TOKYO — Toyota Motor Corp. plans to develop a satellite broadcasting service for moving vehicles that will allow users to receive video programming, sound and data in their cars.
The automaker plans to set up the service with 30 channels of television programming by 2000, the Yomiuri Shimbun newspaper reported Sunday, citing company sources.
Toyota officials said the company has been studying the satellite broadcasting service but has not made any decisions about it. In Japan, most new cars come equipped with a flatscreen monitor and navigation system that includes several over-the-air TV channels. The satellite broadcasting system will give Toyota a leg up on its rivals in the Japanese auto market because Toyota’s system has multi-channel options and clear imaging, the paper said.
By land or by sea
The mobile satellite broadcasts can also be used in trains, buses and ships, it said. In cars the video programming will only be accessible to front seat passengers when the car is stopped.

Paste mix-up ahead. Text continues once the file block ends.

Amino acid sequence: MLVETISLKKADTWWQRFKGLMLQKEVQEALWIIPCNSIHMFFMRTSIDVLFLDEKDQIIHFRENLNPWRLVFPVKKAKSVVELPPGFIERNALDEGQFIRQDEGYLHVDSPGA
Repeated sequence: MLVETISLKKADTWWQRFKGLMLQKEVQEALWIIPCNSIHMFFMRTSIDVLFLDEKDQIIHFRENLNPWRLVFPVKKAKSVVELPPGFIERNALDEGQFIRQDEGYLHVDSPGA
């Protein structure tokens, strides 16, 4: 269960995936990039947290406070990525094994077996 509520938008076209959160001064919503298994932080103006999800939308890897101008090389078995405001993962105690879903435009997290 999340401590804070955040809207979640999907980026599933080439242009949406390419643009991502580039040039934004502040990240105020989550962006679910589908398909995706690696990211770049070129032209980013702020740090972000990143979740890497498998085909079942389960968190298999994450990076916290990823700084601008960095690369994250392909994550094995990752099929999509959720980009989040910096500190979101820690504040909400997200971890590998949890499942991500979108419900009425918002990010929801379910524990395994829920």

Toyota will work with Toshiba Corp. to set up a company with initial capital of 10 billion yen ($77 million), which will apply for a broadcast license in the fall of 1999. The service will be broadcast on a satellite from Japan Satellite Systems Inc. that is expected to go into operation in 2000.
Vehicles will only need an antenna the size of a pen to pick up the signal and weather will not affect reception, the paper said.
If the service proves popular, the company will set up transmitters in tunnels and other areas where reception is difficult. Toyota also plans to increase the company’s capital to 40 billion yen ($310 million) at some point in the future.
Toyota is already involved in the telecommunications business and holds a major share in mobile telephone company Nippon Idou Tsushin Co. and long distance carrier Teleway Japan Corp.
The paper did not say if Toyota plans to take the satellite broadcasting service to other countries.